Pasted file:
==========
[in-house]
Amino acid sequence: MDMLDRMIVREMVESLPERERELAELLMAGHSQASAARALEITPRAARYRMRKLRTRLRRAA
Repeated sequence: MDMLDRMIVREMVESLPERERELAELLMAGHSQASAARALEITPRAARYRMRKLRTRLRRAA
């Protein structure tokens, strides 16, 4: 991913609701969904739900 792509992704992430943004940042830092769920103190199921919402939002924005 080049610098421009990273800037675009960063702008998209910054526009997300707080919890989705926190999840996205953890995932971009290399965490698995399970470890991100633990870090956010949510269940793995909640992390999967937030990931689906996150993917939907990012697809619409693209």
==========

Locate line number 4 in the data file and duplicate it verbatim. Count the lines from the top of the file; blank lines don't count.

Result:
């Protein structure tokens, strides 16, 4: 991913609701969904739900 792509992704992430943004940042830092769920103190199921919402939002924005 080049610098421009990273800037675009960063702008998209910054526009997300707080919890989705926190999840996205953890995932971009290399965490698995399970470890991100633990870090956010949510269940793995909640992390999967937030990931689906996150993917939907990012697809619409693209």